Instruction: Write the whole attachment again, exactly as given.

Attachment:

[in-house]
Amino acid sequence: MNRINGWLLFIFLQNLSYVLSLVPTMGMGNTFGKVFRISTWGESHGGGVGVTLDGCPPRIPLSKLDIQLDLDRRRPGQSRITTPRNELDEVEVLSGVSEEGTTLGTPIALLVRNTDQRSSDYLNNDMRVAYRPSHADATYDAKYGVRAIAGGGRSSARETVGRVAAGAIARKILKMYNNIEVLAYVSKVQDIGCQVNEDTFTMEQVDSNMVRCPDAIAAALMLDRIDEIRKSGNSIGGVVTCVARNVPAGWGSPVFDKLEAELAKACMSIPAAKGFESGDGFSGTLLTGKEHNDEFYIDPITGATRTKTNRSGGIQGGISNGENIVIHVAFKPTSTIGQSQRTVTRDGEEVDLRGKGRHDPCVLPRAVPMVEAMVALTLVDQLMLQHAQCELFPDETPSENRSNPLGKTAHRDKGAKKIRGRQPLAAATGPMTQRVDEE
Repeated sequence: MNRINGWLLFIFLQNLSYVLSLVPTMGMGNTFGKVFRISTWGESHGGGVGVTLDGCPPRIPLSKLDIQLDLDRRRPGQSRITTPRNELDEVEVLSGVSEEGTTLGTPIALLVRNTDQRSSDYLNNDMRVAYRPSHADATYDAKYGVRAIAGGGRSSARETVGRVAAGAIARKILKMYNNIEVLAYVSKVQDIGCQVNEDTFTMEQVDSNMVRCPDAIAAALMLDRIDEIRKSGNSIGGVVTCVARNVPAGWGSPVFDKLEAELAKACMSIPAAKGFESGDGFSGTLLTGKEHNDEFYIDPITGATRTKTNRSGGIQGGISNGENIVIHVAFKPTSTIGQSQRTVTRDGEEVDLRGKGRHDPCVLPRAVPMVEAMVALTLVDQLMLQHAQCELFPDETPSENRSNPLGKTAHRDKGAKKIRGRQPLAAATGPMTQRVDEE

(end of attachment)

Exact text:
[in-house]
Amino acid sequence: MNRINGWLLFIFLQNLSYVLSLVPTMGMGNTFGKVFRISTWGESHGGGVGVTLDGCPPRIPLSKLDIQLDLDRRRPGQSRITTPRNELDEVEVLSGVSEEGTTLGTPIALLVRNTDQRSSDYLNNDMRVAYRPSHADATYDAKYGVRAIAGGGRSSARETVGRVAAGAIARKILKMYNNIEVLAYVSKVQDIGCQVNEDTFTMEQVDSNMVRCPDAIAAALMLDRIDEIRKSGNSIGGVVTCVARNVPAGWGSPVFDKLEAELAKACMSIPAAKGFESGDGFSGTLLTGKEHNDEFYIDPITGATRTKTNRSGGIQGGISNGENIVIHVAFKPTSTIGQSQRTVTRDGEEVDLRGKGRHDPCVLPRAVPMVEAMVALTLVDQLMLQHAQCELFPDETPSENRSNPLGKTAHRDKGAKKIRGRQPLAAATGPMTQRVDEE
Repeated sequence: MNRINGWLLFIFLQNLSYVLSLVPTMGMGNTFGKVFRISTWGESHGGGVGVTLDGCPPRIPLSKLDIQLDLDRRRPGQSRITTPRNELDEVEVLSGVSEEGTTLGTPIALLVRNTDQRSSDYLNNDMRVAYRPSHADATYDAKYGVRAIAGGGRSSARETVGRVAAGAIARKILKMYNNIEVLAYVSKVQDIGCQVNEDTFTMEQVDSNMVRCPDAIAAALMLDRIDEIRKSGNSIGGVVTCVARNVPAGWGSPVFDKLEAELAKACMSIPAAKGFESGDGFSGTLLTGKEHNDEFYIDPITGATRTKTNRSGGIQGGISNGENIVIHVAFKPTSTIGQSQRTVTRDGEEVDLRGKGRHDPCVLPRAVPMVEAMVALTLVDQLMLQHAQCELFPDETPSENRSNPLGKTAHRDKGAKKIRGRQPLAAATGPMTQRVDEE